Essay Non-fiction Nourish

Fixed Point

The humble potato has been at the centre of Emer O'Toole's culinary consciousness for as long as she can remember. Here, she pens an ode to this starchy stalwart and long-time companion.

by Emer O’Toole 

It’s 2017, and myriad stereotypes about Irish people linger. From the outdated (we all reside in thatched cottages with our fifteen siblings) to the offensive (we’re all violent alcoholics), there’s a whole range of prejudices we just can’t seem to shake. But there’s one perceived peculiarity we must hold our hands up and admit to: we worship potatoes.

Much has been written about the relationship between food and our formative years. Just as a song or scent can evoke a bygone era, food has a knack for transporting us back in time. For me, the link between cooking and time travel is epitomised by the spud.

When I was a toddler, if the glass on the kitchen door was misty enough for me to draw on, it meant the potatoes were ready. In summer, we’d bring Tupperware containers of potato salads on picnics. Wrapped up in damp towels, we’d scoff crisp sandwiches on Donegal’s beaches.

During my teenage years, we’d use big, greasy bags of chips as handwarmers as we mooched around the park on empty evenings, speculating about who we’d be when we passed our GCSEs and officially became adults. The second our R-plates were up, we’d speed to the McDonald’s drive-thru, music blasting whilst we devoured our fries. No uni night out was complete without a tipsy, 2am trip to the takeaway as we stumbled back to someone’s student flat. The (mortifying) fact of the matter is that potatoes have been more enduring than any job, relationship or address in my life.

If I sound deranged, don’t hold it against me. I come from a long line of potato-worshippers.

For my maternal grandparents, spuds were serious business. My granda – an otherwise mellow man – was a potato purist, refusing to eat any that had he hadn’t personally approved. This isn’t a rural, generational idiosyncrasy: a friend, on his year abroad in Chile, nearly fainted when his housemate returned from the shops with a box of powdered, just-add-water mash.

There are aspects of my grandparents’ eccentric diets I couldn’t comprehend (though given that they both made it to almost one hundred, maybe breakfasts of day-old porridge and salted bananas should replace quinoa and kale as superfoods). But to this day I find their esteem for potatoes endearing.

“If I sound deranged, don’t hold it against me. I come from a long line of potato-worshippers.”

We never left their house without a big sack of the goods. My grandfather’s reaction to hearing that I was on the way was an immediate, instinctual ‘Ooh! Good luck, love! Do you need any spuds?’ Potatoes weren’t just a foodstuff. They were sustenance, nourishment: a way to say ‘I love you’, ‘Take care’, ‘Remember your roots’.

The Irish don’t pedestalise this vegetable for purely sentimental reasons. Potatoes are practical. My paternal granny hated cooking; with seven kids to feed, who wouldn’t? But in Belfast at the height of the Troubles, potatoes were a fixed point in a dangerous, tumultuous world. Shops or houses you passed en route to school would often have been blown to smithereens by the time you headed home. The big, seven-pounded pot of potatoes boiling on the hob was a filling, affordable, comforting constant.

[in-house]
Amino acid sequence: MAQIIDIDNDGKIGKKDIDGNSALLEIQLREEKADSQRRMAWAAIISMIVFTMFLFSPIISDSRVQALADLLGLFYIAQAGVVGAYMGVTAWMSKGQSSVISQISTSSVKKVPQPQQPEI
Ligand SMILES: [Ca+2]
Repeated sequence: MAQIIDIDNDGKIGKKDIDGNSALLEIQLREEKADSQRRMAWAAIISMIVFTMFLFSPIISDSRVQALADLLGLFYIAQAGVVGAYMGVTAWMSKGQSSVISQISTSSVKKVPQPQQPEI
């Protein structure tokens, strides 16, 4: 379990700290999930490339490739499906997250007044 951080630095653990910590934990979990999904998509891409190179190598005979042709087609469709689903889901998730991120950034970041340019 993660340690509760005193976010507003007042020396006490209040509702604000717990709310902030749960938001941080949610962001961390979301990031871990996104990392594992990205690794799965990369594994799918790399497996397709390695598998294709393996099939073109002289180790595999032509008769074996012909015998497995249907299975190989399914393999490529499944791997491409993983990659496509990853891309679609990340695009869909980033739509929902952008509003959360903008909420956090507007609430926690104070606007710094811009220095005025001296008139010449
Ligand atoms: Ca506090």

Maybe our love for potatoes is ironic: they’re part of the reason why so many Irish people fled in the first place. Phytophthora infestans was the name of the blight that rampaged during the Famine, killing a million people and scattering a million more. It’d be revisionist to blame the plants and ignore other contributing factors (hello, political inertia), but to this day, we remain a nation of immigrants.

Every year, thousands of Irish people emigrate, spurred by unemployment, a thirst for adventure, legalised homophobia, or a lack of reproductive autonomy. I often see Facebook statuses celebrating a Tayto crisp-filled care-package shipped to Australia, or ten-second Snapchats of acquaintances mashing potatoes in their tiny Williamsburg kitchens. Even those of us who feel abandoned by our politicians can’t seem to turn our backs on national produce.

Then, there are potatoes as solace. In my crummy student house, the kitchen was reserved for drinking and dancing, and my culinary repertoire was sparse. Later, in my Spanish apartment, cooking anything more sophisticated than toast was a logistical nightmare, thanks to our temperamental cooker and oven that expectorated black flecks of Christ knows what. Coming home to a pile of golden, crispy roast potatoes – served on actual plates, atop a table with four functioning legs – is up there with taking off your bra, switching off your 7am alarm on a Friday night, and drinking a pint in a sunny pub garden on life’s list of visceral delights.

Holly Golightly fled to the sacred halls of Tiffany’s when times were tough. Carrie Bradshaw coveted her closet. My happy place? My parents’ kitchen, with rain on the windows, the people I love around the table, and potatoes quietly, dependably, cooking away.

 


Emer O’Toole | @_emerotoole

Emer is a 22-year-old Modern Languages student from Belfast. She enjoys writing, reading, art, learning languages, travelling, list-making, and any activity that combines all of these things.

1 comment on “Fixed Point

  1. Pingback: Fixed Point: DearDamsels.com – Emer O'Toole

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